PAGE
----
Rahmane Idrissa, a political scientist at the African Studies Centre at the University of Leiden, criticized French policymakers for failing to adapt their Africa policy to the growing demand for genuine democracy in Francophone Africa.

He argued, “French decision makers didn’t really adapt their policy toward Africa, taking into consideration the thirst for genuine democracy in Francophone Africa. So in Central Africa, they kept supporting — or tolerating — those dictators, those despots.”

As France grapples with these challenges, the future of its Africa policy hangs in the balance. The events unfolding on the continent indicate that it is high time for France to reassess its approach, redefine its role, and forge a new path in its engagement with Africa.

Whether Macron’s vision for a transformed relationship with the continent can be realized remains to be seen, but one thing is clear: the status quo is no longer tenable.

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Burkina Faso’s Military Junta Foils Attempted Coup Amid Ongoing Instability



Burkina Faso’s military junta announced its successful thwarting of an attempted coup this week, once again highlighting the nation’s precarious stability in the face of an ongoing Islamist insurgency.

The fragile transitional government, led by Colonel Ibrahim Traore, found itself targeted by a group of military officers and their cohorts seeking to plunge the country into chaos.

Government spokesman Jean Emmanuel Ouedraogo released a statement late Wednesday, confirming the arrest of the individuals behind the plot, while asserting that those still at large were actively being pursued.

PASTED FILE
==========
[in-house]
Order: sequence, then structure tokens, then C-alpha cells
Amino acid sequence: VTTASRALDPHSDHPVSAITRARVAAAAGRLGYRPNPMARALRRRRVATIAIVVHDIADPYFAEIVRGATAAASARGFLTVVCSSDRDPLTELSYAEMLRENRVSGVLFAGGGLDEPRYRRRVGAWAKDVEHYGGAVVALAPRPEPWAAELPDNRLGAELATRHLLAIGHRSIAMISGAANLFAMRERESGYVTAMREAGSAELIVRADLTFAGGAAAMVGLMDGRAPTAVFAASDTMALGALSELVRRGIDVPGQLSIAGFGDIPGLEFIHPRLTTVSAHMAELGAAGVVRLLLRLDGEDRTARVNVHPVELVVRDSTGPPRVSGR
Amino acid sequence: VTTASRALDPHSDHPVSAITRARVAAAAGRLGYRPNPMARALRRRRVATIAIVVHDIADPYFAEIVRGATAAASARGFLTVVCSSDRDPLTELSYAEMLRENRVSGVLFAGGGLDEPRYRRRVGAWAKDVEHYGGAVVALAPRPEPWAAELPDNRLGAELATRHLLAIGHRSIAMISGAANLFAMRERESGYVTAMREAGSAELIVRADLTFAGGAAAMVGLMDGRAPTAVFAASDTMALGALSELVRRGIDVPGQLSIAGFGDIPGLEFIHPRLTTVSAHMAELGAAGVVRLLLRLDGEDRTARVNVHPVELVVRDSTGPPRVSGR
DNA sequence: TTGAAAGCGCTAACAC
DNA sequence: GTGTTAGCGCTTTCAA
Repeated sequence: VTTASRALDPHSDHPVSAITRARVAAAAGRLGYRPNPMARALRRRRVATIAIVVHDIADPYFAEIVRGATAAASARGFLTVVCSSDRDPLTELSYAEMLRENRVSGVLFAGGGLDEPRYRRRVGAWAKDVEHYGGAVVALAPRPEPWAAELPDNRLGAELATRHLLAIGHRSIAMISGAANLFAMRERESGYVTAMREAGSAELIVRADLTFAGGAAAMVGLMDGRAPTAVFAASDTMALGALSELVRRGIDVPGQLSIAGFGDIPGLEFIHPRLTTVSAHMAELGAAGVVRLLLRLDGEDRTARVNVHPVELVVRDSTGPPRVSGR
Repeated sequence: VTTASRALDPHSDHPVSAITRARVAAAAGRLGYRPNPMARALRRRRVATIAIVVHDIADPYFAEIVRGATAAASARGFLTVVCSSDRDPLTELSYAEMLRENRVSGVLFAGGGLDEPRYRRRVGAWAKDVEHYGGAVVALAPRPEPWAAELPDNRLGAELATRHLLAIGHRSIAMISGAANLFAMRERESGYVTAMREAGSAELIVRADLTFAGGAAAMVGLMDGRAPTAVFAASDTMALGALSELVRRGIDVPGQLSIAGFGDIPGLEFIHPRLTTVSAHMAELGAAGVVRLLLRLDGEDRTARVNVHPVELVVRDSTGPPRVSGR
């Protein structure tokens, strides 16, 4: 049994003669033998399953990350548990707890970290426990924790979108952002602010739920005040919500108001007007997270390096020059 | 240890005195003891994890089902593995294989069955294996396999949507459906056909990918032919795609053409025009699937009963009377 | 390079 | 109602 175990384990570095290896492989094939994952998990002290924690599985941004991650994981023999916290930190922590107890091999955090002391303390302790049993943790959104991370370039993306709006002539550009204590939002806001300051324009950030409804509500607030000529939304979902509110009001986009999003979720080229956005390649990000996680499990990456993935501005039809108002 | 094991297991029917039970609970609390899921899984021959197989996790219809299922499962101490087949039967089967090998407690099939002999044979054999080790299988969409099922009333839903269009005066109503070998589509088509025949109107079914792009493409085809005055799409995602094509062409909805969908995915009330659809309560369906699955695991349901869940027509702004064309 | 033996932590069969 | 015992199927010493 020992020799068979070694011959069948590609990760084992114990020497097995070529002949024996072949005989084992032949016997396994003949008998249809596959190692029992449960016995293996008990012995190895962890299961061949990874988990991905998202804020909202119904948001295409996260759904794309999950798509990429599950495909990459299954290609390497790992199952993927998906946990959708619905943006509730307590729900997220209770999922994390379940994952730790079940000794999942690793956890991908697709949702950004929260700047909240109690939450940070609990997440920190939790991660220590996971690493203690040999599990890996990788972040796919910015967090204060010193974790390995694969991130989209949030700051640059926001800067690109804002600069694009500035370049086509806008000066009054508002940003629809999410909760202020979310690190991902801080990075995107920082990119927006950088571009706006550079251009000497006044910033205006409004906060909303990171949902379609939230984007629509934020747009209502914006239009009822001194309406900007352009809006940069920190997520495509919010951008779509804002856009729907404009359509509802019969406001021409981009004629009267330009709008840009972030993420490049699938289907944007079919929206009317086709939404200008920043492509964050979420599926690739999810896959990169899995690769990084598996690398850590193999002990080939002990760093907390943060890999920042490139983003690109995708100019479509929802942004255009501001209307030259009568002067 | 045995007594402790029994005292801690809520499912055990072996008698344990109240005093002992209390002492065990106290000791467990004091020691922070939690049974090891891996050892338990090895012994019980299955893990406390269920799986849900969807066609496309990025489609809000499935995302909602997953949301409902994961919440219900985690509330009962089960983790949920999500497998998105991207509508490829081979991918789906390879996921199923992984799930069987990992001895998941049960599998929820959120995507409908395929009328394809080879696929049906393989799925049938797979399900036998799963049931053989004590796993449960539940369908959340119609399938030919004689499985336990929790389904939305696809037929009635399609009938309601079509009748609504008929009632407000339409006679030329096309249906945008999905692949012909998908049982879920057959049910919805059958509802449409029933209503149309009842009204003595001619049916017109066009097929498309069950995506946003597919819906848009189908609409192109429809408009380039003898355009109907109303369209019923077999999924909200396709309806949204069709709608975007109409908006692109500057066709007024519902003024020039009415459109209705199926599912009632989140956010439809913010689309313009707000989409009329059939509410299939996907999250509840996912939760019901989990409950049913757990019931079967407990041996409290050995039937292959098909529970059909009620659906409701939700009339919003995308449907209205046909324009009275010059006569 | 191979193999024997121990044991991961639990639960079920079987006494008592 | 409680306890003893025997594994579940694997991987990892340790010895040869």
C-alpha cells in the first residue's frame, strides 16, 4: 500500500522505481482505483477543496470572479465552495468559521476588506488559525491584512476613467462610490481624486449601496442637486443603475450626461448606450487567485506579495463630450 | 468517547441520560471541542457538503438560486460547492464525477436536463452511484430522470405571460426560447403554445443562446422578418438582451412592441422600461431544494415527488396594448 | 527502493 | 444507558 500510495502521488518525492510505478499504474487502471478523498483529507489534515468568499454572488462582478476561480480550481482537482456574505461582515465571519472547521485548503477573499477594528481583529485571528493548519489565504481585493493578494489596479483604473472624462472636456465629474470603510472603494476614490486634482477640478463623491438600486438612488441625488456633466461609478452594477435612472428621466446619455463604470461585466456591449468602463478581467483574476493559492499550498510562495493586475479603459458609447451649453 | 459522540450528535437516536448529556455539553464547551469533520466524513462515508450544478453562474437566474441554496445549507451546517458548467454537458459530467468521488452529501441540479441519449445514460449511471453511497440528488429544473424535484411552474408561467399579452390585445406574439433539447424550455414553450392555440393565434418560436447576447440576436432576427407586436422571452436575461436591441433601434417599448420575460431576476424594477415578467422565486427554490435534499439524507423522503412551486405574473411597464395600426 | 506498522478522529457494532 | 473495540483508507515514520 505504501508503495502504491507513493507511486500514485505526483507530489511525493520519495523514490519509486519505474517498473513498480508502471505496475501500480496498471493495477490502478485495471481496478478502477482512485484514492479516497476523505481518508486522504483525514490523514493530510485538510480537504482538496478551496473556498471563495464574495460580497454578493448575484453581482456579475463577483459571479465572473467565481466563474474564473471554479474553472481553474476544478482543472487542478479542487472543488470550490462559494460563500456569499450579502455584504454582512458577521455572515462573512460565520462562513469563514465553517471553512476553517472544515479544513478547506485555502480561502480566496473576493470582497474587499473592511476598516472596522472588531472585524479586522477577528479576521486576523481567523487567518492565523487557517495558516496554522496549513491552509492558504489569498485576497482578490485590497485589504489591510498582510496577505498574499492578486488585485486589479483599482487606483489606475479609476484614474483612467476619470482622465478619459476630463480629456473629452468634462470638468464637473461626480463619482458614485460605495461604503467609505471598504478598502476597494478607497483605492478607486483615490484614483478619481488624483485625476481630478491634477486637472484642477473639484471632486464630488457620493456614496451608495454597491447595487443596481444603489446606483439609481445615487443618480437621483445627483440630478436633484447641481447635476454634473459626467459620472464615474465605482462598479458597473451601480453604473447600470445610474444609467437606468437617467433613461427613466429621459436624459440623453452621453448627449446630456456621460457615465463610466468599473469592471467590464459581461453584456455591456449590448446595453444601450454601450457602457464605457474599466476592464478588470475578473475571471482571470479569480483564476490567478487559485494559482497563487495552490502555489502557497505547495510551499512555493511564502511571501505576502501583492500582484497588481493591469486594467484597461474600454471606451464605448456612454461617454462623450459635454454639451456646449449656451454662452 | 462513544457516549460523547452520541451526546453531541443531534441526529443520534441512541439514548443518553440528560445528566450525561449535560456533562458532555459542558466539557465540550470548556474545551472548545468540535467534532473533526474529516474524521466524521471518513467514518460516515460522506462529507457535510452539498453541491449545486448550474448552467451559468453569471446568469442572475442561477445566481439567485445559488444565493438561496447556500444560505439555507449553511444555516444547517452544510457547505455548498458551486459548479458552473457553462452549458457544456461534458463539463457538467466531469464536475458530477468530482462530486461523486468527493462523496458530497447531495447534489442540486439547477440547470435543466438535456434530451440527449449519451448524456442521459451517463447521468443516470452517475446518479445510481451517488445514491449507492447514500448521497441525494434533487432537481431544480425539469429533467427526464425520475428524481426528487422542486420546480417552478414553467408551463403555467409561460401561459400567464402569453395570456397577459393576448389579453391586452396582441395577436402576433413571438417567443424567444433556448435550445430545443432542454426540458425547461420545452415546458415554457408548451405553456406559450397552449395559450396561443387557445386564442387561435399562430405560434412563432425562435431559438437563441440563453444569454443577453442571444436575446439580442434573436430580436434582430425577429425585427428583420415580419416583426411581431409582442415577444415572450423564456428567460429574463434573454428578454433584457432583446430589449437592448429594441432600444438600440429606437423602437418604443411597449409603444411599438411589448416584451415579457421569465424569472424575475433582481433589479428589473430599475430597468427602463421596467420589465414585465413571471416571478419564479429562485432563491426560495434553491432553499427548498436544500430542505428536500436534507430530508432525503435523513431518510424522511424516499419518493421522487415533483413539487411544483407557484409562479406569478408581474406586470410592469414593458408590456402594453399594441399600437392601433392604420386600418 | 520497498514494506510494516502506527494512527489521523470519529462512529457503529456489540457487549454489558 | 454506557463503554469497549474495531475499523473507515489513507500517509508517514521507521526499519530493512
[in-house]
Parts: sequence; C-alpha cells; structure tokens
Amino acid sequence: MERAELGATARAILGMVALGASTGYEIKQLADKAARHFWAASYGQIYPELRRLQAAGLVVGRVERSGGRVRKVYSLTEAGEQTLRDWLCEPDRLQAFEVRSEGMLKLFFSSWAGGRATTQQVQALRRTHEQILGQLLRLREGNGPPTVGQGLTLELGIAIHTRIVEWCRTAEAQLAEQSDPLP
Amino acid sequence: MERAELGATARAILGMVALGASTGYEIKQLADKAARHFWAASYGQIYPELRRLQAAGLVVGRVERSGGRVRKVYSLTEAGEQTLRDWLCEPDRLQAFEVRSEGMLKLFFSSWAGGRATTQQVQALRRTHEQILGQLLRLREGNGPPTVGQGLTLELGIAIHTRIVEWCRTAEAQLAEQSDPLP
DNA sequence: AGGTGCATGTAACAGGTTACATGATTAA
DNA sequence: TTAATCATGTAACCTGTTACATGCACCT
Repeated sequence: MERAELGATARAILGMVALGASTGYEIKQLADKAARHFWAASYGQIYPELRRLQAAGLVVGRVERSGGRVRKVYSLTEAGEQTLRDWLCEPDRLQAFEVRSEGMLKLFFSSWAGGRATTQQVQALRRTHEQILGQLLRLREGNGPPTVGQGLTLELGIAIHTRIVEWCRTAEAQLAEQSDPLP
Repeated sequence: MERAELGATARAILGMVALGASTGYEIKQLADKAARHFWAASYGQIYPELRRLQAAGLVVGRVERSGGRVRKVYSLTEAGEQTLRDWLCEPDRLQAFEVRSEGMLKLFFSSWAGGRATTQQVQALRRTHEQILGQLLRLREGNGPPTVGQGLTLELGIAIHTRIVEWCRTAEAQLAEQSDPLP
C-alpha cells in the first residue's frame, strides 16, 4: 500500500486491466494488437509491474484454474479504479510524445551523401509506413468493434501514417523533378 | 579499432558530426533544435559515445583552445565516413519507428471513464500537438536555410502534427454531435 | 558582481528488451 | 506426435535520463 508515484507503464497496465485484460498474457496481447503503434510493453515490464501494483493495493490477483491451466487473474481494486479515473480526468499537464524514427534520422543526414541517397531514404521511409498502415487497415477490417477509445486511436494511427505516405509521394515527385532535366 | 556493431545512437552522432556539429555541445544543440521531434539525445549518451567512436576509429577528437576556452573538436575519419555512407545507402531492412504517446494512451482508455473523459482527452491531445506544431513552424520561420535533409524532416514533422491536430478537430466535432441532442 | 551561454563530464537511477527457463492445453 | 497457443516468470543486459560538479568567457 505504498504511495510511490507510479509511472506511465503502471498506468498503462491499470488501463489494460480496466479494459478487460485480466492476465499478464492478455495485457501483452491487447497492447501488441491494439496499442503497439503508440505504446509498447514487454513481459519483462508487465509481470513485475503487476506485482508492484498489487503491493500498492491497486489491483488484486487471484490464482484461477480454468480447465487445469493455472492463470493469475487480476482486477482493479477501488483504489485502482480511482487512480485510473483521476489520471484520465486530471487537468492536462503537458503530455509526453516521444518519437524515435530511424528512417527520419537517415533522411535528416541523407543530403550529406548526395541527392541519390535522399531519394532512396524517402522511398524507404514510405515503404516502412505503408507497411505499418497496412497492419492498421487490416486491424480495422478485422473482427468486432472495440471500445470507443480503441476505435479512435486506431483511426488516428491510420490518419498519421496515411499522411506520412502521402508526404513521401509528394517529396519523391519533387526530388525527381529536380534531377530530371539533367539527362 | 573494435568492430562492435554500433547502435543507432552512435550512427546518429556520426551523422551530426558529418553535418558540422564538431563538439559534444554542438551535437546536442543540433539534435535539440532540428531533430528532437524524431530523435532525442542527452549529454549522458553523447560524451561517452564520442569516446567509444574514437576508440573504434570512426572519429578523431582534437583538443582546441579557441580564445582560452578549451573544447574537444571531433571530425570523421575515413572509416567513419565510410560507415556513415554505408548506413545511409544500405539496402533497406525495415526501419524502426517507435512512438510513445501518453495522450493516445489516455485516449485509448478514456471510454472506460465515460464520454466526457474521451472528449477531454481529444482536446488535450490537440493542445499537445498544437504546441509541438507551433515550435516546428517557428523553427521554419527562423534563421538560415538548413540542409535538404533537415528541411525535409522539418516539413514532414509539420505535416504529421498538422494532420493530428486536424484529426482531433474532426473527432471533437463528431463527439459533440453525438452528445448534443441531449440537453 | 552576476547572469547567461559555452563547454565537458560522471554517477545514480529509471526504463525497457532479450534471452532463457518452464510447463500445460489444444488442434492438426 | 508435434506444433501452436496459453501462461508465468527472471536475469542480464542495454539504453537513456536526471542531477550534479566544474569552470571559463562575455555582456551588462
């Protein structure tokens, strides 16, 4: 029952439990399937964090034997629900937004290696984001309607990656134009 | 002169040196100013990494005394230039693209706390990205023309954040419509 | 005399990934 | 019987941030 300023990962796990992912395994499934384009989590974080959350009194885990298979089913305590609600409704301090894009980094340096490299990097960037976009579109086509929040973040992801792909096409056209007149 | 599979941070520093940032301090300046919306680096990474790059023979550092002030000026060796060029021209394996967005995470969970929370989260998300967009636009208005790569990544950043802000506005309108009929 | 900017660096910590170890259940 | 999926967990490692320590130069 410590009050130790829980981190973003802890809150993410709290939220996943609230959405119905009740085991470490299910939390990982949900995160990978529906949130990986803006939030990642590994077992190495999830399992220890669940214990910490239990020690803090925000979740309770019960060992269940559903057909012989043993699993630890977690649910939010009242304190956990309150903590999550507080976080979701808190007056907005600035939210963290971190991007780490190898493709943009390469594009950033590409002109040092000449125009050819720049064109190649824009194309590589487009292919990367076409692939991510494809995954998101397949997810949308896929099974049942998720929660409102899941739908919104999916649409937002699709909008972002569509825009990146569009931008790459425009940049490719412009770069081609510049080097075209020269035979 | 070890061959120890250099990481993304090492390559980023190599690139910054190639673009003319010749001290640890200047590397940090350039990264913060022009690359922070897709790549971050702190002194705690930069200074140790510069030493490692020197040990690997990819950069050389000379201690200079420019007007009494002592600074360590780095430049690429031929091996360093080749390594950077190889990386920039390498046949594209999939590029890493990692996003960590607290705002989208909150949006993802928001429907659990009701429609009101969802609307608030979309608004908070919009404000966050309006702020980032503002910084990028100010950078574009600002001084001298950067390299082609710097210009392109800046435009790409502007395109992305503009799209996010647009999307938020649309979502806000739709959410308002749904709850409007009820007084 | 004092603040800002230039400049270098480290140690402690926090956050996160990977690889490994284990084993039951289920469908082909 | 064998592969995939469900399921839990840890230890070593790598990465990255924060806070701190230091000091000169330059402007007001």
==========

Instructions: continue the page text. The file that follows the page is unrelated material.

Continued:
Traore, who took power a year ago after overthrowing Interim President Henri Paul Sandaogo Damiba, has been on edge due to the persistent specter of coups.

To address security concerns, Traore recently appointed new heads of the security services, including the National Intelligence Agency, following the arrest of several army officers accused of plotting against the state.

Ouedraogo reassured the public that a thorough investigation would be conducted to shed light on this latest attempted coup.

This incident in Burkina Faso underscores the troubling trend of military leaders seizing power in African nations, with Niger and Gabon experiencing similar developments in the past two years.

The West African nation remains at a critical juncture, teetering between democracy and instability as it grapples with internal and external threats.

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French Ambassador Departs Niger Amid Escalating Tensions: Macron’s Pledge to Withdraw Troops Looms



Emmanuel Macron

Ambassador Sylvain Itte, along with six colleagues, left Niger’s capital, Niamey, on a flight bound for Paris via Chad.

This departure comes three days after French President Emmanuel Macron confirmed the withdrawal of the French envoy and pledged to withdraw approximately 1,500 French troops stationed in Niger by the end of 2023.